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A diagnosis of congenital cystic adenomatoid malformation (CCAM) of lung type I was made. The patient had uneventful post-operative course and he was completely asymptomatic at subsequent follow-up visits.


  Discussion Top


CCAM represents a continuum of hamartomatous cystic lung lesions with an incidence of 1 in 25000-35000 pregnancies. [4] It is thought to result due to arrested development of lung during pseudoglandular and saccular period (7-35 weeks of intrauterine life). [5] The term CCAM was first introduced in 1949. It is characterized by cysts of varying sizes and/or adenomatoid proliferation resembling bronchioles. There is no sex predilection. Both lungs are equally involved and single lobe disease is more common than multi-lobe disease with predilection for lower lobe involvement.

CCAM is most commonly found in neonates and up-to 90% of cases are identified within first 2 years of life. [6] In utero-diagnosis by ultrasound is known. On chest radiograph the findings are variable and non-specific. CT scan is the investigation of choice. In adults CCAM is rare and may present as involvement of entire lung lobe by irregular cystic mass or as single well-defined cyst of upto 10-cm diameter. [7] CCAM has been classified into five types by Stocker et al in 1977 depending on the size and number of cysts and the lining epithelium.

A single large cyst seen in an adult has to be differentiated from more commonly occurring pulmonary lesions like intralobar sequestration, intrapulmonary cyst, lung abscess and bronchiectasis. Intralobar sequestration is diagnosed during operative procedure by presence of anomalous blood supply to the affected lobe. Microscopic examination of the surgical specimen is needed to differentiate other lesions like intrapulmonary cyst that lacks prominent muscle and shows presence of cartilage in the wall. In lung abscess there is destruction of lung parenchyma and presence of inflammatory response and fibrosis in the wall of abscess. Post-infectious bronchiectasis usually occurs bilaterally and shows honeycombing of lung with pleural changes which are lacking in CCAM. On microscopy presence of cartilage in the wall, marked suppurative inflammation and squamous metaplasia of the lining are seen in bronchiectasis. [8]

Complications such as recurrent pneumonia, spontaneous pneumothorax, abscess formation, haemoptysis and malignancies such as bronchioloalveolar carcinoma, rhabdomyosarcoma, pulmonary blastoma and squamous cell carcinoma can arise in an unexcised CCAM lesion. [9] Of this neoplastic transformation has worst prognosis and is usually seen in older children or young adults.

Surgical excision remains the mainstay of treatment at diagnosis in all cases. [10]

In conclusion if a patient presents with repeated respiratory infection limited to one lobe of lung with non-resolving cavitary lesion on radiology, a diagnosis of CCAM should be suspected. It is important to examine the resected lung specimen thoroughly in order to recognize this entity and to know the type of CCAM that has direct relation to the prognosis of the patient. Early diagnosis of occurrence of malignant change is possible by morphological examination of the excised lung lobe.


  Acknowledgement Top


General support by departmental chair: Professor and Head, Department of Pathology, Professor and Head, Department of Radiology.

 
  References Top

1.
Chikkannaiah P, Kangle R, Hawal M. Congenital cystic adenomatoid malformation of lung: Report of two cases with review of literature. Lung India 2013;30:215-8.  Back to cited text no. 1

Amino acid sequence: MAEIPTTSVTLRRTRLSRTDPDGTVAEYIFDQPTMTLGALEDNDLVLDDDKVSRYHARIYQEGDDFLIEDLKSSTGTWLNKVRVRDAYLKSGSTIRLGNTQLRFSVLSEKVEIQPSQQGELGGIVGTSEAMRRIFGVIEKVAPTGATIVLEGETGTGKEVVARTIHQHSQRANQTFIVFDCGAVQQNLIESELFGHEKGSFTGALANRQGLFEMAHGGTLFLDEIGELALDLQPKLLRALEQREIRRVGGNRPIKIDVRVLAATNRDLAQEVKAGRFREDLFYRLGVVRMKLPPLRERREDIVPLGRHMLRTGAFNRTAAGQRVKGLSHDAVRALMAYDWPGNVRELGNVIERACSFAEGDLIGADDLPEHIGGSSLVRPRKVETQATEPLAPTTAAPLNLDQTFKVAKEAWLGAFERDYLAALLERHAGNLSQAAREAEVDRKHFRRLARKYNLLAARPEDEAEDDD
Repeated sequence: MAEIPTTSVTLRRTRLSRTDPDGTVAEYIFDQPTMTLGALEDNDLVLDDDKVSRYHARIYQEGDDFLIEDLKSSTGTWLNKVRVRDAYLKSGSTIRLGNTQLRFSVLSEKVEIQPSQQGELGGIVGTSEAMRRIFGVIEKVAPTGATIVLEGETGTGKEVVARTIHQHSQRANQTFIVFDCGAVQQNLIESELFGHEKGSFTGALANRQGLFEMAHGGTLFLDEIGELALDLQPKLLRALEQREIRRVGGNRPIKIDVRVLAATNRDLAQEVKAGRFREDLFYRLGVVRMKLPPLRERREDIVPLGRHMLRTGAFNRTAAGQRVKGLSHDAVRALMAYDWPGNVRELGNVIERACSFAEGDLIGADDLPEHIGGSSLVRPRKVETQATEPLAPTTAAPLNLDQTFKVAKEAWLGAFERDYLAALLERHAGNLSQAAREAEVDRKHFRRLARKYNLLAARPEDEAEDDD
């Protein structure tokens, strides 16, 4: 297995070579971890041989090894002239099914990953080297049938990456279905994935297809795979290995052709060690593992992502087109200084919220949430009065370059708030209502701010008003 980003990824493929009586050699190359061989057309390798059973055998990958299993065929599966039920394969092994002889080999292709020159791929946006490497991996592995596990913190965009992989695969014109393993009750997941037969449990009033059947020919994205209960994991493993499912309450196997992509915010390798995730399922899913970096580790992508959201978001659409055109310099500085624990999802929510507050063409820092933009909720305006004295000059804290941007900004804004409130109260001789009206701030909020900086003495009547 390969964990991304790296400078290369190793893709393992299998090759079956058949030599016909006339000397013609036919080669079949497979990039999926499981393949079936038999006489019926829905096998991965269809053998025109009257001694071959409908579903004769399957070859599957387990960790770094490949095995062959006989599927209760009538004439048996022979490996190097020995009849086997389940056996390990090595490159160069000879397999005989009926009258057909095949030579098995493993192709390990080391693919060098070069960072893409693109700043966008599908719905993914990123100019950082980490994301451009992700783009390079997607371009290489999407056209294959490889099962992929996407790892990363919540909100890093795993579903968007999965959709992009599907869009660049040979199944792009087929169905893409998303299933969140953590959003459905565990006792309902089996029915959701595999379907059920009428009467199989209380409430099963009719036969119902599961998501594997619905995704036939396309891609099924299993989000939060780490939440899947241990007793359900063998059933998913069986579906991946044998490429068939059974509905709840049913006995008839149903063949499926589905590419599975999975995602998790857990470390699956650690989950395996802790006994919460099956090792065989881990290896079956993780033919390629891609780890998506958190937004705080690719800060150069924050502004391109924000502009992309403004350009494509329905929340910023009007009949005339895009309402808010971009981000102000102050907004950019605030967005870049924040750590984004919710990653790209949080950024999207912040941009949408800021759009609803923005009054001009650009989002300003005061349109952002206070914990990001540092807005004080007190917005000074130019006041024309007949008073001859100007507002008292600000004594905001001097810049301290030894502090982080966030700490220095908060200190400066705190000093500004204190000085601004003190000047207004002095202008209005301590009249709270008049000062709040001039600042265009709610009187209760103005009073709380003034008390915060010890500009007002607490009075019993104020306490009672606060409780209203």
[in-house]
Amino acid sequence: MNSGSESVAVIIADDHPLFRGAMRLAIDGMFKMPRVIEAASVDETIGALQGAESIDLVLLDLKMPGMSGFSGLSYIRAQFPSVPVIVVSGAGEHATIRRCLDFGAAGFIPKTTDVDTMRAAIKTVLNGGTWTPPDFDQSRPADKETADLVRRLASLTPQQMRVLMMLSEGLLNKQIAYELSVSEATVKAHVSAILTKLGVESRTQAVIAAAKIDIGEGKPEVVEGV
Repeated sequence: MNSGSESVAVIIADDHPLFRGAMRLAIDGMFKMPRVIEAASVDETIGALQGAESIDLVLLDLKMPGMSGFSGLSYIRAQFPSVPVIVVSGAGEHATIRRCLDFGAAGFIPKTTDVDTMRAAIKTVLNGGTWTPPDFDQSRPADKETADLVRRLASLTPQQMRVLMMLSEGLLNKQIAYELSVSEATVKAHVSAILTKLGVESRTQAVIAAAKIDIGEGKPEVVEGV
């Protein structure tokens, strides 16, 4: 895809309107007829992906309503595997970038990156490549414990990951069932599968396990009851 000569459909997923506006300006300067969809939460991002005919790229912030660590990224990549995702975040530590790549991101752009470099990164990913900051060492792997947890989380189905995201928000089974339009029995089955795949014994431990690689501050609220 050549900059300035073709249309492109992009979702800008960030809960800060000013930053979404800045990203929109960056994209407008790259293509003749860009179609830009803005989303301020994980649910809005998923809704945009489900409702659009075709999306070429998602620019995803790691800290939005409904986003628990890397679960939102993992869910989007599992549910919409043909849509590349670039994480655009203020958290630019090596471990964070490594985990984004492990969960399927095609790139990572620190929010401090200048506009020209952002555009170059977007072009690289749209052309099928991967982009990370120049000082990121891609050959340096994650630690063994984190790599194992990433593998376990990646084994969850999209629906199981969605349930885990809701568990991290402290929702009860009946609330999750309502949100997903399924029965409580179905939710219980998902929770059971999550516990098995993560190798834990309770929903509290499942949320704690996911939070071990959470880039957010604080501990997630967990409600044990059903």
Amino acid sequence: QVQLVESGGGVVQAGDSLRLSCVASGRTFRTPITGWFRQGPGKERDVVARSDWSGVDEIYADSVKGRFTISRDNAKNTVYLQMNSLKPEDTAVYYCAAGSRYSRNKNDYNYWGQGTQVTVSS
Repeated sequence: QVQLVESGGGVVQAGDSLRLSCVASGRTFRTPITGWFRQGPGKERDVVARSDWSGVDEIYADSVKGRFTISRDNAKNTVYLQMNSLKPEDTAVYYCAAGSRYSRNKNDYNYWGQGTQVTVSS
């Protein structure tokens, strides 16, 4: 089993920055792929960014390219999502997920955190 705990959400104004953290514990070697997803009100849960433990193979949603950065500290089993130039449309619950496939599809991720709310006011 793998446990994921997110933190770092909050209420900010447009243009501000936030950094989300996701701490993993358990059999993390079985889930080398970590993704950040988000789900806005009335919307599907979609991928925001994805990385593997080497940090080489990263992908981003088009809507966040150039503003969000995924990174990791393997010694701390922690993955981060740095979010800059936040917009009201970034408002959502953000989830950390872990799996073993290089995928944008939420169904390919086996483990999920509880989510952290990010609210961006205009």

[PUBMED]  Medknow Journal  
2.
Morelli L, Piscioli I, Licci S, Donato S, Catalucci A, Del Nonno F. Pulmonary congenital cystic adenomatoid malformation, type I, presenting as a single cyst of the middle lobe in an adult: Case report. Diagn Pathol 2007;2:17.  Back to cited text no. 2
    
3.
Harini N, Chakravarthy R, Archana L. Congenital pulmonary airway malformation with mucoepidermoid carcinoma: A case report and review of literature. Indian J Pathol Microbiol 2012;55:540-2.  Back to cited text no. 3
[PUBMED]  Medknow Journal  
4.
Sahu S, Muthuvel S, Naware SS, Dhavala SS. Congenital Cystic Adenomatoid Malformation of Lung. Med J Armed Forces India 2008;64:268-9.  Back to cited text no. 4
    
5.
Sood M, Sharma S. Congenital cystic adenomatoid malformation of lung-A case report. Curr Pediatr Res 2011;15:61-3.  Back to cited text no. 5
    
6.
Annam V, Korishetty S I, Yelikar BR, Hippargi SB, Shivalingappa DB. Bilateral congenital cystic adenomatoid malformation, stocker type III with associated findings and review of literature. Indian J Pathol Microbiol 2010;53:331-3.  Back to cited text no. 6
[PUBMED]  Medknow Journal  
7.
Khan NU, Jones MT, Greaves M. Case report: Congenital cystic adenomatoid malformation of an entire lung in a 33-year-old man: A case report and review of the literature. Br J Radiol 2008;81:e276-8.  Back to cited text no. 7
    
8.
Rosai J. Respiratory tract. In: Rosai J, editor. Rosai and Ackerman's Surgical Pathology volume 1. 10 th ed. New York: Mosby;2012.p.348-52.  Back to cited text no. 8
    
9.
Dahabreh J, Zisis C, Vassiliou M, Arnogiannaki N. Congenital cystic adenomatoid malformation in an adult presenting as lung abscess. Eur J Cardiothorac Surg 2000;18:720-3.  Back to cited text no. 9
    
10.
Luján M, Bosque M, Mirapeix RM, Marco MT, Asensio O, Domingo C. Late-onset congenital cystic adenomatoid malformation of the lung. Embryology, clinical symptomatology, diagnostic procedures, therapeutic approach and clinical follow-up. Respiration 2002;69:148-54.  Back to cited text no. 10
    


    Figures

  [Figure 1], [Figure 2]


This article has been cited by
1 Cystic Adenomatoid Pulmonary Malformation Masquerading as a Bronchogenic Cyst in an Adult: A Rare Case Report
Archana Randale,Sanjay Parate,Saroj Meshram,Shilpa Tathe
Journal of Medical Sciences and Health. 2017; 03(02): 23
[Pubmed] | [DOI]